As of Tuesday, there were 16 people infected with E. coli O121 from 12 different states including Massachusetts, Virginia, South Carolina, Michigan, Ohio, Indiana, Illinois, Iowa, Nebraska, Utah, Oregon and Washington.
The CDC says it is working with public health and regulatory officials in multiple states as well as the U.S. Food and Drug Administration (FDA) in order to collect data regarding the outbreak.
Tracing the roots
Whole-genome sequencing showed that bacteria from sick people’s samples are closely related genetically, meaning patients in the outbreak likely got sick from the same food.
Cake mix is under investigation since six out of the eight people interviewed by local health officials reported tasting or eating raw batter made with a cake mix. They reported buying different brands and varieties of cake mix.
All those sick are females and the cases began on dates ranging from Feb. 26 to June 21, Transcontinental Times learned from Food Safety News.
Infected people range in age from 2 to 73 years old, with a median of 13. 75% are children under the age of 18. Children are more likely to have a severe E. coli infection.
Of 16 people with information available, seven have been hospitalized. One person has developed a type of kidney failure but no deaths have been reported.
FDA says it is doing a traceback investigation to try to determine a common brand or production facility, using purchase records from locations where the sick people bought cake mix.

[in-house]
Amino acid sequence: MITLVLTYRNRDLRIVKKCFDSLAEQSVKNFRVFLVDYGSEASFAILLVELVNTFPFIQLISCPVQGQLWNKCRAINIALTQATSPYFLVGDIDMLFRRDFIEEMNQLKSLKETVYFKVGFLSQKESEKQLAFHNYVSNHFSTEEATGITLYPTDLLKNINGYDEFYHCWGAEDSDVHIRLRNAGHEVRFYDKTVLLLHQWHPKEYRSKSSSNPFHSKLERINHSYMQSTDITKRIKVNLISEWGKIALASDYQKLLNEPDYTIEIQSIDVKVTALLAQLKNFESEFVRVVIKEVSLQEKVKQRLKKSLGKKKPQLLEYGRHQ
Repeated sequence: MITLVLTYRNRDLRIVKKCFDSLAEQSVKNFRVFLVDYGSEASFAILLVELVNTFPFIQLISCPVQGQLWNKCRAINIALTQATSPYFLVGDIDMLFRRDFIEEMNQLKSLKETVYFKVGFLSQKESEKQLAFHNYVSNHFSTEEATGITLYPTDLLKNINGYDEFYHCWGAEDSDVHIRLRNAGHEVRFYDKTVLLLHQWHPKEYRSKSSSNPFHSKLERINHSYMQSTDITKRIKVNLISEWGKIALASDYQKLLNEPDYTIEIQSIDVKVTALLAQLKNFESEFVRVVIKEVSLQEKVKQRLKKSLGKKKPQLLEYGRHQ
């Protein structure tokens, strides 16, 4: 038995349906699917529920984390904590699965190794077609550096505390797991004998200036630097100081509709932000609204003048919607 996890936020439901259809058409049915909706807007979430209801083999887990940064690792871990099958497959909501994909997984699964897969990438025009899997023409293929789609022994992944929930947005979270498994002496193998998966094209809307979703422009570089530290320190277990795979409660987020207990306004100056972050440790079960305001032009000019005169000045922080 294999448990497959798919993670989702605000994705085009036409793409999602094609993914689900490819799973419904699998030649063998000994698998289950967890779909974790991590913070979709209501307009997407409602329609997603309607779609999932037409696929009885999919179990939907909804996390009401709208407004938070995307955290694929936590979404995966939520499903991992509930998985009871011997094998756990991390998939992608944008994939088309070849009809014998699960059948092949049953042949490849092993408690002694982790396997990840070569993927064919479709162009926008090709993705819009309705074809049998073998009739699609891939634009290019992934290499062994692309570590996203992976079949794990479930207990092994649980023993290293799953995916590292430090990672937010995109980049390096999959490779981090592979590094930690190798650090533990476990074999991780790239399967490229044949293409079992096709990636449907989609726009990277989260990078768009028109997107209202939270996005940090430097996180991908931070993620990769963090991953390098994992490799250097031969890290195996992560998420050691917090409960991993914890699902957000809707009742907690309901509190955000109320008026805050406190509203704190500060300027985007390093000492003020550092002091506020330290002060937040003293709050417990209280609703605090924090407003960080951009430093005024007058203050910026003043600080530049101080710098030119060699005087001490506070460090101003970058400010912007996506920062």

The CDC advises people to not eat raw cake batter, no matter if it is homemade or store-bought. “Eating raw cake batter can make you sick,” said the CDC. “Raw cake batter can contain harmful bacteria. Bacteria are killed only when the raw batter is baked or cooked.” The agency’s Say No to Raw Dough initiative urges people to follow safe food handling guidelines.
CDC also told the public not to make milkshakes with products that contain raw foods such as cake mix, flour, or eggs, and to keep such raw foods separate from ready-to-eat foods.
On Thursday, the CDC also recalled over 295,000 pounds of raw beef that originated in an Omaha, Nebraska meatpacking facility due to E. coli concerns.
The symptoms of E. coli infections vary for each person but often include severe stomach cramps, excessive vomiting, bloody diarrhoea, and signs of dehydration. Some patients may also have a fever higher than 102 degrees. Most patients recover within five to seven days. Others can develop severe or life-threatening symptoms and complications, according to the CDC.